Inside the EFX Lab

Walking through the first floor of the Griswold Science Building, it is hard not to be impressed by the EFX Lab’s brightly-lit space and floor-to-ceiling windows.
Since 2017, the EFX Lab has served as a place for community members to invent, create, and experiment. Equipped with a myriad of tools, including 3D printers and a large laser cutter, the lab hosts classes ranging from physics and engineering to architecture and humanities electives. Students have used the space to build miniature truss bridges, to test the suspension strengths of dry spaghetti strands, and to experiment with Arduino microcontrollers.
Charlie McLean ’22, an avid mountain biker, has been building a carbon fiber bicycle frame since the fall of 2020. To do so, McLean used Computer-Aided Design (CAD) 3D modeling programs and learned the science of bicycle mechanisms. McLean said, “Having the opportunity in the EFX Lab to create a bike that will best suit me is exciting. Simply knowing at the base level that I can go down to the lab with this idea and have the skills and resources to do it enables me to think bigger.”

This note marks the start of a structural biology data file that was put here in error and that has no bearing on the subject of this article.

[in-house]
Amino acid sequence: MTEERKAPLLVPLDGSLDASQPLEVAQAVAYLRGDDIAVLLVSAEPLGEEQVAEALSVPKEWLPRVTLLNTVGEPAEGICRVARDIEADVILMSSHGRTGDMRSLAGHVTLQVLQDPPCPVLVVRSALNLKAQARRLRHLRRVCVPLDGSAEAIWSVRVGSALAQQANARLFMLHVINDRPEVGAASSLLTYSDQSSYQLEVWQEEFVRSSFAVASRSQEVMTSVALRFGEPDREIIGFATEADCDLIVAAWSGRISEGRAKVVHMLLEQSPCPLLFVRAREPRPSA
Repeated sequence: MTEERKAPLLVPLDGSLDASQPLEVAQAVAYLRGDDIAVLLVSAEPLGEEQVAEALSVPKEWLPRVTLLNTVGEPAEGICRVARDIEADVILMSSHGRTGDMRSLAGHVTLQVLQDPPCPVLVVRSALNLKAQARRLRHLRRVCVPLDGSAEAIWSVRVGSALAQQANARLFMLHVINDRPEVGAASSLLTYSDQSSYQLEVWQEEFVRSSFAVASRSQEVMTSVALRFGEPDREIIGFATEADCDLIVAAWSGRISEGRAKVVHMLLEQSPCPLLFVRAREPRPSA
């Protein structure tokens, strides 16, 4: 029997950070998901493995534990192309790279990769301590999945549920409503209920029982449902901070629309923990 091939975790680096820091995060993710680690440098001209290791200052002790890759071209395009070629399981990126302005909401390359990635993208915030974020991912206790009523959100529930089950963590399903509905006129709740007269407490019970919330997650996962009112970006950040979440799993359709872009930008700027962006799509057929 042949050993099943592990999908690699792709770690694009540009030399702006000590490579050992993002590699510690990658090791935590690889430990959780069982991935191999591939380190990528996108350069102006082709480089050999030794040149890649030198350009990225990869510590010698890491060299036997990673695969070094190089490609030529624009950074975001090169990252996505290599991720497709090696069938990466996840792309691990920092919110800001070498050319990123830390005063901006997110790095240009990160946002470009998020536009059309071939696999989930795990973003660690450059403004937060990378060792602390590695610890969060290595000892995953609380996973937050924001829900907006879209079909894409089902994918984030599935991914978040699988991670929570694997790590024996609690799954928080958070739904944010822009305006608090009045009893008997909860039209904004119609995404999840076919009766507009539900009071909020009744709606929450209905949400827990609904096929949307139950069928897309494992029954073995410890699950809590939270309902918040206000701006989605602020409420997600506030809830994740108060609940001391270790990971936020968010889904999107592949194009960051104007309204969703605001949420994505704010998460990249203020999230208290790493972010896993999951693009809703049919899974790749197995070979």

The robotics team co-curricular, introduced in 2019, has given students opportunities to work on individual projects in the EFX Lab and participate in the Trinity College Fire Fighting Robot Contest. Mr. Michael Boone, instructor in physics & engineering and director of the EFX Lab, said, “Engineering is all about problem-solving, and I think a big part of it is the challenge of getting something to work. We always learn so much by doing something that is way out there rather than designing something safe.”
Although the pandemic has reduced use of the EFX Lab, teachers have adapted lessons to better suit distance learning. To accommodate masking and social distancing, teachers have adapted large-scale group projects into smaller, more individualized ones. Mr. Boone said, “Students working on individual projects still learned the same skills, such as metal-working, welding, and working with composite materials such as fiberglass and carbon fiber.”
As in-person classes have begun, Mr. Boone shared his excitement, “I think the Hotchkiss community is really going to start to see what we are capable of doing in the EFX Lab.”

Quotes have been lightly edited for clarity.